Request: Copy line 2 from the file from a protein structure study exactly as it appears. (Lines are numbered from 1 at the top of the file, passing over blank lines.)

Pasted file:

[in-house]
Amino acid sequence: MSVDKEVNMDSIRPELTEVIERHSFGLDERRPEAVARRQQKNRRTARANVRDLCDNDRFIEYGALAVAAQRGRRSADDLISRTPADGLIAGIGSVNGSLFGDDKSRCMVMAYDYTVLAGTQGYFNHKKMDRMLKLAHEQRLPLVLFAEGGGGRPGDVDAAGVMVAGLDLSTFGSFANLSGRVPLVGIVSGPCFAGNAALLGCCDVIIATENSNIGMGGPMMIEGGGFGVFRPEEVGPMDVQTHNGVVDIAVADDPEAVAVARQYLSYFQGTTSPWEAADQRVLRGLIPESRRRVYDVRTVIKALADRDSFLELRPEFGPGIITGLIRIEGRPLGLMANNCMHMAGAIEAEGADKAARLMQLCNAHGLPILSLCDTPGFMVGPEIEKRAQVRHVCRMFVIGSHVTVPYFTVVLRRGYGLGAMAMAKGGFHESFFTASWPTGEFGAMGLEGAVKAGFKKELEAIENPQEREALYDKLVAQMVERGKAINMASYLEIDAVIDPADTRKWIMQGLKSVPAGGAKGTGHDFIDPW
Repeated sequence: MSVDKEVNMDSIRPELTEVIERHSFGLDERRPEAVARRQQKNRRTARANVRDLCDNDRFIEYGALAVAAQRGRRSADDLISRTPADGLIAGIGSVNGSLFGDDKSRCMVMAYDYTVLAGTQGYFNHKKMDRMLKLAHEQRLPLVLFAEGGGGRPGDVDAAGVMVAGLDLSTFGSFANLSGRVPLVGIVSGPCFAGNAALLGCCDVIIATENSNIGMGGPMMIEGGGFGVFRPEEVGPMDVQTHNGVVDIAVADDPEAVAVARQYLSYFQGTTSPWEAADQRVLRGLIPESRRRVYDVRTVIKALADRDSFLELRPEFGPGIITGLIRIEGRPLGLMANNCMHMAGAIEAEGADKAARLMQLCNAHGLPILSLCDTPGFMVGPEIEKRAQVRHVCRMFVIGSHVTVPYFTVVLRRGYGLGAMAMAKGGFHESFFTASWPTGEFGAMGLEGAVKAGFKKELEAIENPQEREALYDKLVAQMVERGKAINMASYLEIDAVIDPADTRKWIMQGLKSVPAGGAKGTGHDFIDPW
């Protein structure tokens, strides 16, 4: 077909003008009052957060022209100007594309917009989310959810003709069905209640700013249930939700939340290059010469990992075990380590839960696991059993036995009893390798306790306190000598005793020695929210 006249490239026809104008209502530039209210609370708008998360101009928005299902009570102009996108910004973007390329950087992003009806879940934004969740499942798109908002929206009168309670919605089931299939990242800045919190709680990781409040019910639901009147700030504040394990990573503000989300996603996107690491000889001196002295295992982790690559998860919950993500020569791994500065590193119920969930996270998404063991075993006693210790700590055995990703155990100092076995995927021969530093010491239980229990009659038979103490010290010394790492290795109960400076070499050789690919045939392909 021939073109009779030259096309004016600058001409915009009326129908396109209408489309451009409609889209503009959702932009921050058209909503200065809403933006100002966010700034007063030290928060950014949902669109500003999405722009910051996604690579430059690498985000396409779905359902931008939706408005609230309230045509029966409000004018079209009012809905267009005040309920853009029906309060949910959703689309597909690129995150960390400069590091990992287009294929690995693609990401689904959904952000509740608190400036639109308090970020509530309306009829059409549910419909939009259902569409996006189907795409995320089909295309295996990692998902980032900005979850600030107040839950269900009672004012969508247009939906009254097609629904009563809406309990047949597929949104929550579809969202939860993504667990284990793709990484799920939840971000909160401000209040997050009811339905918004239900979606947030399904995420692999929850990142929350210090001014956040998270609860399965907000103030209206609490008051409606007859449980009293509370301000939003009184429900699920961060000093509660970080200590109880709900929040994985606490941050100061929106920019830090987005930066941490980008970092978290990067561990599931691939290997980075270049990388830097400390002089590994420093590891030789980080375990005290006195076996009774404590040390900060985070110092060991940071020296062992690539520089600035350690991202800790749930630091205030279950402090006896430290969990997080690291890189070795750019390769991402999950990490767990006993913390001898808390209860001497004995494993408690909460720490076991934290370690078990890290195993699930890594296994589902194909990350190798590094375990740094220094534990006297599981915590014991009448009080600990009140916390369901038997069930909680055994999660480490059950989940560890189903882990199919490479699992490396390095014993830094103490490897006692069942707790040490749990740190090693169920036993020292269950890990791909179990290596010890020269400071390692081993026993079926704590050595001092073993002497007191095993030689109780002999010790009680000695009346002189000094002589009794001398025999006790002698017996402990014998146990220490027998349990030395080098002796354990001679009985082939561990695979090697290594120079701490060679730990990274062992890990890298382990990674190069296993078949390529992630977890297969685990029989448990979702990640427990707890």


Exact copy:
Amino acid sequence: MSVDKEVNMDSIRPELTEVIERHSFGLDERRPEAVARRQQKNRRTARANVRDLCDNDRFIEYGALAVAAQRGRRSADDLISRTPADGLIAGIGSVNGSLFGDDKSRCMVMAYDYTVLAGTQGYFNHKKMDRMLKLAHEQRLPLVLFAEGGGGRPGDVDAAGVMVAGLDLSTFGSFANLSGRVPLVGIVSGPCFAGNAALLGCCDVIIATENSNIGMGGPMMIEGGGFGVFRPEEVGPMDVQTHNGVVDIAVADDPEAVAVARQYLSYFQGTTSPWEAADQRVLRGLIPESRRRVYDVRTVIKALADRDSFLELRPEFGPGIITGLIRIEGRPLGLMANNCMHMAGAIEAEGADKAARLMQLCNAHGLPILSLCDTPGFMVGPEIEKRAQVRHVCRMFVIGSHVTVPYFTVVLRRGYGLGAMAMAKGGFHESFFTASWPTGEFGAMGLEGAVKAGFKKELEAIENPQEREALYDKLVAQMVERGKAINMASYLEIDAVIDPADTRKWIMQGLKSVPAGGAKGTGHDFIDPW